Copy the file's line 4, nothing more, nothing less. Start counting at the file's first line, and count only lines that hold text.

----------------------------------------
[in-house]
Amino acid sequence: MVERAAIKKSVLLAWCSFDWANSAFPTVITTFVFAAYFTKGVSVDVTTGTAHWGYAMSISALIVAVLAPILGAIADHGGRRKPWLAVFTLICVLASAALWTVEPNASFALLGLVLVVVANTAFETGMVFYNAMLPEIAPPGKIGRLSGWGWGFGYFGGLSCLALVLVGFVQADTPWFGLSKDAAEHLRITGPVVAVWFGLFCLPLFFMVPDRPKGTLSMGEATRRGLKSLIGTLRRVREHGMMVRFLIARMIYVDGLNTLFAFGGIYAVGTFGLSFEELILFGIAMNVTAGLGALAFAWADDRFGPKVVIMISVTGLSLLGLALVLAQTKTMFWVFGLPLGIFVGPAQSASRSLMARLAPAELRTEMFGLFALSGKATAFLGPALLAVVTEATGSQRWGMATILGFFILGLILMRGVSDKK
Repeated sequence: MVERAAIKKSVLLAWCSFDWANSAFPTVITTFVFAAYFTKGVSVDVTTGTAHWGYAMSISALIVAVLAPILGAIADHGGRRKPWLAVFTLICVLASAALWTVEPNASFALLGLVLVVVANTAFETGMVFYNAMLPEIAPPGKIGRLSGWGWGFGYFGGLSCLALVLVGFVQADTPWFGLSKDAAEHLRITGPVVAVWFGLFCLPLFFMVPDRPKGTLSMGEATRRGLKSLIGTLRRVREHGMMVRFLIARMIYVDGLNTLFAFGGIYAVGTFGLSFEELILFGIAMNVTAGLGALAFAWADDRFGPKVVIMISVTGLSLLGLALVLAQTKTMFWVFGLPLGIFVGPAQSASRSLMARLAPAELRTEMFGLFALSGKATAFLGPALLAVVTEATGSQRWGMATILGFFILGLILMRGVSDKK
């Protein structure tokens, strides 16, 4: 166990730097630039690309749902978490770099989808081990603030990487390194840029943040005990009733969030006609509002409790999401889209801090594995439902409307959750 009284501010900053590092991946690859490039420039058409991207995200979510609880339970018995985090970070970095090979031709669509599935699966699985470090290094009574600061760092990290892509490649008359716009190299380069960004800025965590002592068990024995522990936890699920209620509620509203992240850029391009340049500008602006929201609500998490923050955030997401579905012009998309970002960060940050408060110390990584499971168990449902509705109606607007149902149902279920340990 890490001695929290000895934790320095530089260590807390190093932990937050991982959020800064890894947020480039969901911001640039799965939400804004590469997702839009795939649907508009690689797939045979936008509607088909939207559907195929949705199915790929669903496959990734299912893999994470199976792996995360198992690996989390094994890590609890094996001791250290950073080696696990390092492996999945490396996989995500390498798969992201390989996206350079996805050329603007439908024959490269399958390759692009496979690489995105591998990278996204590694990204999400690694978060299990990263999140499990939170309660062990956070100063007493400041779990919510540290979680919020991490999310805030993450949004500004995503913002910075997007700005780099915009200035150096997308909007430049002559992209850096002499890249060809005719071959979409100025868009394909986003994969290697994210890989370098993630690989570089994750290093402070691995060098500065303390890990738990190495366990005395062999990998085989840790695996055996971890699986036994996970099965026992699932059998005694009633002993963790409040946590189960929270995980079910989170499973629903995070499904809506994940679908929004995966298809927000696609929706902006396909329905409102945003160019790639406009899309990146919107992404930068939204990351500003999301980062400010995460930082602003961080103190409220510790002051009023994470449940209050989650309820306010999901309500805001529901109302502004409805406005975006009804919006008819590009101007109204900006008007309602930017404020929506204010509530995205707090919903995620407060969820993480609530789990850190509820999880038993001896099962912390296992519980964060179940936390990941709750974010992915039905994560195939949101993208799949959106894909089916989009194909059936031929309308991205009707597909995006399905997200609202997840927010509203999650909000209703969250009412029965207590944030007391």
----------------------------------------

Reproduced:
């Protein structure tokens, strides 16, 4: 166990730097630039690309749902978490770099989808081990603030990487390194840029943040005990009733969030006609509002409790999401889209801090594995439902409307959750 009284501010900053590092991946690859490039420039058409991207995200979510609880339970018995985090970070970095090979031709669509599935699966699985470090290094009574600061760092990290892509490649008359716009190299380069960004800025965590002592068990024995522990936890699920209620509620509203992240850029391009340049500008602006929201609500998490923050955030997401579905012009998309970002960060940050408060110390990584499971168990449902509705109606607007149902149902279920340990 890490001695929290000895934790320095530089260590807390190093932990937050991982959020800064890894947020480039969901911001640039799965939400804004590469997702839009795939649907508009690689797939045979936008509607088909939207559907195929949705199915790929669903496959990734299912893999994470199976792996995360198992690996989390094994890590609890094996001791250290950073080696696990390092492996999945490396996989995500390498798969992201390989996206350079996805050329603007439908024959490269399958390759692009496979690489995105591998990278996204590694990204999400690694978060299990990263999140499990939170309660062990956070100063007493400041779990919510540290979680919020991490999310805030993450949004500004995503913002910075997007700005780099915009200035150096997308909007430049002559992209850096002499890249060809005719071959979409100025868009394909986003994969290697994210890989370098993630690989570089994750290093402070691995060098500065303390890990738990190495366990005395062999990998085989840790695996055996971890699986036994996970099965026992699932059998005694009633002993963790409040946590189960929270995980079910989170499973629903995070499904809506994940679908929004995966298809927000696609929706902006396909329905409102945003160019790639406009899309990146919107992404930068939204990351500003999301980062400010995460930082602003961080103190409220510790002051009023994470449940209050989650309820306010999901309500805001529901109302502004409805406005975006009804919006008819590009101007109204900006008007309602930017404020929506204010509530995205707090919903995620407060969820993480609530789990850190509820999880038993001896099962912390296992519980964060179940936390990941709750974010992915039905994560195939949101993208799949959106894909089916989009194909059936031929309308991205009707597909995006399905997200609202997840927010509203999650909000209703969250009412029965207590944030007391």